Last year, and early into 2022, the Port of Los Angeles emerged as a major bottleneck in the U.S. supply chain. At its peak, cargo ships could be waiting nine days or longer to be unloaded and shipped off to stores.
While things have been improving, there are still bumps along the way, frustrating consumers across the country. It’s a frustration that Chief Executive of the port of Los Angeles, Gene Seroka, understands quite well. “We've been moving record amounts of cargo [like a] peak season month, every month for the better part of two years,” explained Seroka. “It's been like taking 10 lanes of freeway traffic In Los Angeles, and trying to squeeze it into five. You're still moving a lot of cargo, but not enough compared to the demand.”
Seroka said at one point in January, the port of Los Angeles had at its peak 109 ships waiting to be unloaded. Sunday, he said just 32 were waiting to be brought to shore.
Though he expects some small disruptions due to the ongoing war in Ukraine, inflation, and consumer demand, Seroka said the busy season is right around the corner.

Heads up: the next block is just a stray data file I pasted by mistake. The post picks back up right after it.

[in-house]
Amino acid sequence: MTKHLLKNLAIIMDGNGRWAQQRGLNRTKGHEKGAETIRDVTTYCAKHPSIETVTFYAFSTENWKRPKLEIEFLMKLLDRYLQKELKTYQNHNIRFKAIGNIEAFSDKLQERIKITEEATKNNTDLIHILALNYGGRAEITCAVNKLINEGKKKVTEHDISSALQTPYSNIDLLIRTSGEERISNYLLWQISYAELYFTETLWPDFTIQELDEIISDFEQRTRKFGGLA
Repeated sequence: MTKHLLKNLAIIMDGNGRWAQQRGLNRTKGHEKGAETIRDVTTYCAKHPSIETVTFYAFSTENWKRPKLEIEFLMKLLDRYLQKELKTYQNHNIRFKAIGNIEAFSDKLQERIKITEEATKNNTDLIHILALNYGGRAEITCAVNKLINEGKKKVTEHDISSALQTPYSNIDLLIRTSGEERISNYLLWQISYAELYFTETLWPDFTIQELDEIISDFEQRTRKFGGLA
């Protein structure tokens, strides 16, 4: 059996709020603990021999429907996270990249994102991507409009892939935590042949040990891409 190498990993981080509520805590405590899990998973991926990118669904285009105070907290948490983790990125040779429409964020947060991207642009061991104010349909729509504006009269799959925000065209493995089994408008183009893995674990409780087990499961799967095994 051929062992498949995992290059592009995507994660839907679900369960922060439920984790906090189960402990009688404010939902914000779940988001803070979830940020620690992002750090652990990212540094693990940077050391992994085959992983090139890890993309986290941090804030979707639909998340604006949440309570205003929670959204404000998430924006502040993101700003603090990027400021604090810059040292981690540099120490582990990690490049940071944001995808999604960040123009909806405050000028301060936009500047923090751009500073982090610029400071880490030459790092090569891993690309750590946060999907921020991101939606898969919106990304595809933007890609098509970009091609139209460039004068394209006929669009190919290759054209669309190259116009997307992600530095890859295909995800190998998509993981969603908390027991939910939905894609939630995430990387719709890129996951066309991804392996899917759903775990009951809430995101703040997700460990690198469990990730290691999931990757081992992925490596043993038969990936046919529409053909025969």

“What I see coming up is an earlier than normal peak season, combined with seasonal products, think of back to school, fall fashion, all of that should start combining at the end of June. So we've got to keep this cargo moving now and get prepared for elevated volume as we hit the summertime,” he added.
As Seroka was visiting Washington, D.C., negotiations are continuing for thousands of dock workers on the West Coast. Seroka believes the negotiations between Pacific Maritime Association and the International Longshore and Warehouse Union will be productive. When two groups negotiated in 2002, a lockout occurred for 10 days, but Seroka said he doesn’t expect a similar event to happen this time around.
For more information: portoflosangeles.org